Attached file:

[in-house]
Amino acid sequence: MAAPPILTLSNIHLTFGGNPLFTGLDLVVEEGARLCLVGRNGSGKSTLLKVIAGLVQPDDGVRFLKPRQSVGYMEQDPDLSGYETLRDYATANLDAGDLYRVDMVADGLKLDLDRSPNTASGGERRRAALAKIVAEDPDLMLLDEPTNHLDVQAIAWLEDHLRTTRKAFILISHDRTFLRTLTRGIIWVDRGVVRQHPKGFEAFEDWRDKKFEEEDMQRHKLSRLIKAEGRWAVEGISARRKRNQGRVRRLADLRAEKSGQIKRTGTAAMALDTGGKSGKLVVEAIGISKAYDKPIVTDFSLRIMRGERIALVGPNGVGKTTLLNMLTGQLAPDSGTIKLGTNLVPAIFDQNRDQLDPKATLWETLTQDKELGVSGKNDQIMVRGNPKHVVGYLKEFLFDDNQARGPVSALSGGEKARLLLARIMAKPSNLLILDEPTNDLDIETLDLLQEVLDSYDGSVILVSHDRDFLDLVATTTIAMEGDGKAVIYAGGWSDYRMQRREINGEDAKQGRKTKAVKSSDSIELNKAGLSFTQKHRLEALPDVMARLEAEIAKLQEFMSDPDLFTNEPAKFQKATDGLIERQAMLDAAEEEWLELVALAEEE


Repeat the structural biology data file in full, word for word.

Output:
[in-house]
Amino acid sequence: MAAPPILTLSNIHLTFGGNPLFTGLDLVVEEGARLCLVGRNGSGKSTLLKVIAGLVQPDDGVRFLKPRQSVGYMEQDPDLSGYETLRDYATANLDAGDLYRVDMVADGLKLDLDRSPNTASGGERRRAALAKIVAEDPDLMLLDEPTNHLDVQAIAWLEDHLRTTRKAFILISHDRTFLRTLTRGIIWVDRGVVRQHPKGFEAFEDWRDKKFEEEDMQRHKLSRLIKAEGRWAVEGISARRKRNQGRVRRLADLRAEKSGQIKRTGTAAMALDTGGKSGKLVVEAIGISKAYDKPIVTDFSLRIMRGERIALVGPNGVGKTTLLNMLTGQLAPDSGTIKLGTNLVPAIFDQNRDQLDPKATLWETLTQDKELGVSGKNDQIMVRGNPKHVVGYLKEFLFDDNQARGPVSALSGGEKARLLLARIMAKPSNLLILDEPTNDLDIETLDLLQEVLDSYDGSVILVSHDRDFLDLVATTTIAMEGDGKAVIYAGGWSDYRMQRREINGEDAKQGRKTKAVKSSDSIELNKAGLSFTQKHRLEALPDVMARLEAEIAKLQEFMSDPDLFTNEPAKFQKATDGLIERQAMLDAAEEEWLELVALAEEE